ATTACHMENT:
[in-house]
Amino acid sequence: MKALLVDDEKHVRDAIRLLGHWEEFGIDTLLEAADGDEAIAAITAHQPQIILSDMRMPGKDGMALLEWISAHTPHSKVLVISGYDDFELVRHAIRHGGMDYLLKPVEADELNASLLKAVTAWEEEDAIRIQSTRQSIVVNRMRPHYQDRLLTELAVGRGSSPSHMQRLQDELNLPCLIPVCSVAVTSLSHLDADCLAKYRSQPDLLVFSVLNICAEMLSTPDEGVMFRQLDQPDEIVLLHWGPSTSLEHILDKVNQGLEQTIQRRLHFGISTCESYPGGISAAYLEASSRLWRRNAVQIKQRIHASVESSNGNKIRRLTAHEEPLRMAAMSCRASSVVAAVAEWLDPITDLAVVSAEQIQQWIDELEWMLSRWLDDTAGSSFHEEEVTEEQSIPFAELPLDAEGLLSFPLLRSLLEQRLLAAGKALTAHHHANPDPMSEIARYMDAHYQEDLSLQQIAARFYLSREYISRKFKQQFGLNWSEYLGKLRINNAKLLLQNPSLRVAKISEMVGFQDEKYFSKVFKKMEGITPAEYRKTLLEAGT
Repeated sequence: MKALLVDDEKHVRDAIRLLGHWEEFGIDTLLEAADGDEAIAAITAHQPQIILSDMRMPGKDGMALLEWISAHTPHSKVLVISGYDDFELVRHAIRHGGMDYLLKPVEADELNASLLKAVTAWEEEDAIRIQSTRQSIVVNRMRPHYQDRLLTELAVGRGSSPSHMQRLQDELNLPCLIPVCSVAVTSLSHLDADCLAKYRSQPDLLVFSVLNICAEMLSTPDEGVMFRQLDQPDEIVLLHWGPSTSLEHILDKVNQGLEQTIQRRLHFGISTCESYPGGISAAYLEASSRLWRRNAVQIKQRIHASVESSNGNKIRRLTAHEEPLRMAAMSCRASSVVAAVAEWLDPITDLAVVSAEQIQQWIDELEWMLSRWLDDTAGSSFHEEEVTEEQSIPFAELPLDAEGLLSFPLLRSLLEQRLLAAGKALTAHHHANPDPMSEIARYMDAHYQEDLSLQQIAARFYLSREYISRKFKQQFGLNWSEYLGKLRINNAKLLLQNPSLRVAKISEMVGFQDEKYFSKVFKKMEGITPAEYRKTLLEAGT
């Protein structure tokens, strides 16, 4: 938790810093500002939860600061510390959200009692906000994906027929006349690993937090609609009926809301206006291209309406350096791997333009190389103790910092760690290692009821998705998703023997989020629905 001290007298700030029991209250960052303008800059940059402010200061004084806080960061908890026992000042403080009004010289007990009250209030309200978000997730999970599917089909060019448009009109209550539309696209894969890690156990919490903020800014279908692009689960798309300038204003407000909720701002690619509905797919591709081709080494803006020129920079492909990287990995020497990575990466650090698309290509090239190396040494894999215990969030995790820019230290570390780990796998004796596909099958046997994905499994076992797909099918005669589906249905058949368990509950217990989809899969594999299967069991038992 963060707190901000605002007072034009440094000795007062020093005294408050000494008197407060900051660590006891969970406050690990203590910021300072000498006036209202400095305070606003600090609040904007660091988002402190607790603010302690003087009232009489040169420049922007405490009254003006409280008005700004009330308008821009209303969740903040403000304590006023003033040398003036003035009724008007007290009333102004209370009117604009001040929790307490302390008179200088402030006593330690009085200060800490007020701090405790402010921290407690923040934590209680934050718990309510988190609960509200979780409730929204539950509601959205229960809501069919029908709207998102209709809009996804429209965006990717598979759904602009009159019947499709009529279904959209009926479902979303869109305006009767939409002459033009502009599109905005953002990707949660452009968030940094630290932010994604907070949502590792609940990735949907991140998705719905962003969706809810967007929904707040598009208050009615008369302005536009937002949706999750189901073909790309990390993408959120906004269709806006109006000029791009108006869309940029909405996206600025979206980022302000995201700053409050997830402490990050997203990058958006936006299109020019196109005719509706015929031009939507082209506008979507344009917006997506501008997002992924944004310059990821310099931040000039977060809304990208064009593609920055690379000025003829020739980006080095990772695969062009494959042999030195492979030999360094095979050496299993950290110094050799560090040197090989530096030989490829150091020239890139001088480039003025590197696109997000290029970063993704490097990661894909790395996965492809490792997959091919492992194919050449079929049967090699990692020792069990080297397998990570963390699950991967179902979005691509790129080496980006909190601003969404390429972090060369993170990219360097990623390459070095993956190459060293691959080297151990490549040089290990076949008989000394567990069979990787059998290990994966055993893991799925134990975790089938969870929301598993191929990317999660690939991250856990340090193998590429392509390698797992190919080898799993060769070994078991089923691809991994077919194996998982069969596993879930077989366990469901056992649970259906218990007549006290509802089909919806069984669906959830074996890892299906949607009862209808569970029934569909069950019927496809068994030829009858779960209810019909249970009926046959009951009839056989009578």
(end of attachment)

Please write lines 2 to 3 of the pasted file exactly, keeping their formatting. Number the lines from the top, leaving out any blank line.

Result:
Amino acid sequence: MKALLVDDEKHVRDAIRLLGHWEEFGIDTLLEAADGDEAIAAITAHQPQIILSDMRMPGKDGMALLEWISAHTPHSKVLVISGYDDFELVRHAIRHGGMDYLLKPVEADELNASLLKAVTAWEEEDAIRIQSTRQSIVVNRMRPHYQDRLLTELAVGRGSSPSHMQRLQDELNLPCLIPVCSVAVTSLSHLDADCLAKYRSQPDLLVFSVLNICAEMLSTPDEGVMFRQLDQPDEIVLLHWGPSTSLEHILDKVNQGLEQTIQRRLHFGISTCESYPGGISAAYLEASSRLWRRNAVQIKQRIHASVESSNGNKIRRLTAHEEPLRMAAMSCRASSVVAAVAEWLDPITDLAVVSAEQIQQWIDELEWMLSRWLDDTAGSSFHEEEVTEEQSIPFAELPLDAEGLLSFPLLRSLLEQRLLAAGKALTAHHHANPDPMSEIARYMDAHYQEDLSLQQIAARFYLSREYISRKFKQQFGLNWSEYLGKLRINNAKLLLQNPSLRVAKISEMVGFQDEKYFSKVFKKMEGITPAEYRKTLLEAGT
Repeated sequence: MKALLVDDEKHVRDAIRLLGHWEEFGIDTLLEAADGDEAIAAITAHQPQIILSDMRMPGKDGMALLEWISAHTPHSKVLVISGYDDFELVRHAIRHGGMDYLLKPVEADELNASLLKAVTAWEEEDAIRIQSTRQSIVVNRMRPHYQDRLLTELAVGRGSSPSHMQRLQDELNLPCLIPVCSVAVTSLSHLDADCLAKYRSQPDLLVFSVLNICAEMLSTPDEGVMFRQLDQPDEIVLLHWGPSTSLEHILDKVNQGLEQTIQRRLHFGISTCESYPGGISAAYLEASSRLWRRNAVQIKQRIHASVESSNGNKIRRLTAHEEPLRMAAMSCRASSVVAAVAEWLDPITDLAVVSAEQIQQWIDELEWMLSRWLDDTAGSSFHEEEVTEEQSIPFAELPLDAEGLLSFPLLRSLLEQRLLAAGKALTAHHHANPDPMSEIARYMDAHYQEDLSLQQIAARFYLSREYISRKFKQQFGLNWSEYLGKLRINNAKLLLQNPSLRVAKISEMVGFQDEKYFSKVFKKMEGITPAEYRKTLLEAGT